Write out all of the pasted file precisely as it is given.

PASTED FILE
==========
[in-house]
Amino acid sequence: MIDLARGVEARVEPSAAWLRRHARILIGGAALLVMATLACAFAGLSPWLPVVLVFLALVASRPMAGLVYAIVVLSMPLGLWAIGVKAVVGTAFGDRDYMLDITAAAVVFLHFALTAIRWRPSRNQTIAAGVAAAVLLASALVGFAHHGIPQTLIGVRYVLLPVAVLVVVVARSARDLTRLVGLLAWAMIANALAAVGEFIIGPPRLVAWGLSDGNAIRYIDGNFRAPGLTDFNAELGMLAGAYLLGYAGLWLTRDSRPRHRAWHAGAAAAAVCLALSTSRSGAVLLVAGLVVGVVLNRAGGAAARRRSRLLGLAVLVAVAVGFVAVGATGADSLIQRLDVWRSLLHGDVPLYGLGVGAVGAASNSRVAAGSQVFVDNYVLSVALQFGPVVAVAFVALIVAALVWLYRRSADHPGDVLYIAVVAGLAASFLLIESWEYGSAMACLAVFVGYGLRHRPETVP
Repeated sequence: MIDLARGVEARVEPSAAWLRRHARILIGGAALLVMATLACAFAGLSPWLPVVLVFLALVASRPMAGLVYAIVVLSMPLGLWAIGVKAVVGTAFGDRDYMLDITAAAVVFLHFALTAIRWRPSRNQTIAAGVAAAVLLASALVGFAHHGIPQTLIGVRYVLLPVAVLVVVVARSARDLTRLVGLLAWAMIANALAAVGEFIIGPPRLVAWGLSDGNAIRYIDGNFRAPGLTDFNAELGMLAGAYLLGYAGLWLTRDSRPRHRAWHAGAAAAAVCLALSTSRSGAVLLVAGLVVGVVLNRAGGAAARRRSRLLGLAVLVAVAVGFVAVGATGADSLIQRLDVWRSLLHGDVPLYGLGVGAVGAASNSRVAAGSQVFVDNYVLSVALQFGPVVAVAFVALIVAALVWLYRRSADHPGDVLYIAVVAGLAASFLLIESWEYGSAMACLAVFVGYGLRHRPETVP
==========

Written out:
[in-house]
Amino acid sequence: MIDLARGVEARVEPSAAWLRRHARILIGGAALLVMATLACAFAGLSPWLPVVLVFLALVASRPMAGLVYAIVVLSMPLGLWAIGVKAVVGTAFGDRDYMLDITAAAVVFLHFALTAIRWRPSRNQTIAAGVAAAVLLASALVGFAHHGIPQTLIGVRYVLLPVAVLVVVVARSARDLTRLVGLLAWAMIANALAAVGEFIIGPPRLVAWGLSDGNAIRYIDGNFRAPGLTDFNAELGMLAGAYLLGYAGLWLTRDSRPRHRAWHAGAAAAAVCLALSTSRSGAVLLVAGLVVGVVLNRAGGAAARRRSRLLGLAVLVAVAVGFVAVGATGADSLIQRLDVWRSLLHGDVPLYGLGVGAVGAASNSRVAAGSQVFVDNYVLSVALQFGPVVAVAFVALIVAALVWLYRRSADHPGDVLYIAVVAGLAASFLLIESWEYGSAMACLAVFVGYGLRHRPETVP
Repeated sequence: MIDLARGVEARVEPSAAWLRRHARILIGGAALLVMATLACAFAGLSPWLPVVLVFLALVASRPMAGLVYAIVVLSMPLGLWAIGVKAVVGTAFGDRDYMLDITAAAVVFLHFALTAIRWRPSRNQTIAAGVAAAVLLASALVGFAHHGIPQTLIGVRYVLLPVAVLVVVVARSARDLTRLVGLLAWAMIANALAAVGEFIIGPPRLVAWGLSDGNAIRYIDGNFRAPGLTDFNAELGMLAGAYLLGYAGLWLTRDSRPRHRAWHAGAAAAAVCLALSTSRSGAVLLVAGLVVGVVLNRAGGAAARRRSRLLGLAVLVAVAVGFVAVGATGADSLIQRLDVWRSLLHGDVPLYGLGVGAVGAASNSRVAAGSQVFVDNYVLSVALQFGPVVAVAFVALIVAALVWLYRRSADHPGDVLYIAVVAGLAASFLLIESWEYGSAMACLAVFVGYGLRHRPETVP